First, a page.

Global health briefs October 2012

September / October 2012 | Volume 11, Issue 5

Child index shows uneven progress

Under-nutrition is worsening, according to a new report on children's well-being across all world regions. However, Save the Children's "2012 Child Development Index" shows youth are doing 30 percent better overall than in the mid-1990s, based on gains in health and education.

UNAIDS: more science needed in programs

Scientific breakthroughs and other developments should be better applied to HIV/AIDS programs to bring an end to the epidemic. A new publication, "UNAIDS report: Together we will end AIDS," details strategies.

Forecast predicts huge tobacco death toll

One billion people could die prematurely from tobacco use during this century, according to a recent study published in The Lancet. About half of men and 11 percent of women in developing countries use tobacco, the article reports.

WHO releases new dengue strategy

The WHO is calling for aggressive action to address dengue, with the goal of halving mortality by 2020 and reducing incidences by a quarter. Dengue is endemic in more than 100 countries, causing up to 100 million new infections each year that claim 20,000 lives.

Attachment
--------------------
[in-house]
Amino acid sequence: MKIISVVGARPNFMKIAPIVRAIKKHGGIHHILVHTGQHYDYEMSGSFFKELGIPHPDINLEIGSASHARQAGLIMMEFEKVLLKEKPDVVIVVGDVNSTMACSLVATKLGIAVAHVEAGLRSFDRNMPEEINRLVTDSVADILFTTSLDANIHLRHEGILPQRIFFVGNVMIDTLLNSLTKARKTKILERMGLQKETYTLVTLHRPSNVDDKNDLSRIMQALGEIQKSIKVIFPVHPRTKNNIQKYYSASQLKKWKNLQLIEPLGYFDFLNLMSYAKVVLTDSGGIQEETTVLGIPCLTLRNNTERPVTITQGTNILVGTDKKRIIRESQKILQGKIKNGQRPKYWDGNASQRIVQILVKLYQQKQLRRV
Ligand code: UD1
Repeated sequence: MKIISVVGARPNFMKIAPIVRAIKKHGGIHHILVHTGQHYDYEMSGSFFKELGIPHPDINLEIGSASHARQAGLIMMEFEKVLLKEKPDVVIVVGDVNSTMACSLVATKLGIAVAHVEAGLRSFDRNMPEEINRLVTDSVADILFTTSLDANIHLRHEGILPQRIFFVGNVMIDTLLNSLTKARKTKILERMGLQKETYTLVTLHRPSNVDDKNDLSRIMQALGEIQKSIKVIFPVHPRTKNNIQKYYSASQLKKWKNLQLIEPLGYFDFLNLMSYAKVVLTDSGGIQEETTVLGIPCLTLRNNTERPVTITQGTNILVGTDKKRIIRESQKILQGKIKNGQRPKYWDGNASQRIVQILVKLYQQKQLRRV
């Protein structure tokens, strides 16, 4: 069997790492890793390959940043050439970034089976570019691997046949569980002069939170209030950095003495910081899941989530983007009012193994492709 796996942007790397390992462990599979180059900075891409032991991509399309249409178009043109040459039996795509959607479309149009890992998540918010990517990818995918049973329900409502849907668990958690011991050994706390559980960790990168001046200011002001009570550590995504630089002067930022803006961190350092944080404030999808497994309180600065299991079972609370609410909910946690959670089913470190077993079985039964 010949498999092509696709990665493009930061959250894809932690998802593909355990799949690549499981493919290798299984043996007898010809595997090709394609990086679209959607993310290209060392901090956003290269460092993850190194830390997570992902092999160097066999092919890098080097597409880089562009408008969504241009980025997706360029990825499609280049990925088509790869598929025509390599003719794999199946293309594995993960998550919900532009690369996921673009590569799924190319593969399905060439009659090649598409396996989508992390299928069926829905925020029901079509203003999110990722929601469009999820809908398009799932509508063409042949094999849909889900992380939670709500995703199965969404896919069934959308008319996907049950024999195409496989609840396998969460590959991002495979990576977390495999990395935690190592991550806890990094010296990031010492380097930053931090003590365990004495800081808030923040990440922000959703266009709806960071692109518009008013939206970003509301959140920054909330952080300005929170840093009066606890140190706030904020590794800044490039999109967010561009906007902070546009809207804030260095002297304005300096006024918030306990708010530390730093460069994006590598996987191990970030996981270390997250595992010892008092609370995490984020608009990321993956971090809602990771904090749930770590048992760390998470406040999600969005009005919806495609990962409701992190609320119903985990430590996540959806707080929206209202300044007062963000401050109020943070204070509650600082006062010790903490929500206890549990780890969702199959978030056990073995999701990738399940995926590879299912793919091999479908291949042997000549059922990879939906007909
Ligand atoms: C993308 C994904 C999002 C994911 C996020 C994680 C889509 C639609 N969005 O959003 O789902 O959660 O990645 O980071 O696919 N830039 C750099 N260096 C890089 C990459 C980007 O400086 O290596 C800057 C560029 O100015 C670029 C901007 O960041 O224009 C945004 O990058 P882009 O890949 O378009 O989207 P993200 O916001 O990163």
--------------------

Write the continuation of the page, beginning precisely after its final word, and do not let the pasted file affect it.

New global health journal launched

A new quarterly publication established by USAID will produce articles on best practices and lessons learned about global health program implementation. The journal, Global Health: Science and Practice, will be peer-reviewed, open-access and available online.

Helping LMIC scientists publish findings

To encourage low- and middle-income country scientists to publish their work, PLOS has created the Global Participation Initiative. Its first effort will address the cost barrier by publishing articles by developing country scientists for free or at a low cost.

NIH scientists recognized for brain program

A team of NIH program officers who collaborate on managing Fogarty's global brain disorders program has received the 2012 NIH Director's Award. The program develops research and capacity building projects in developing countries on a broad range of brain and nervous system disorders.

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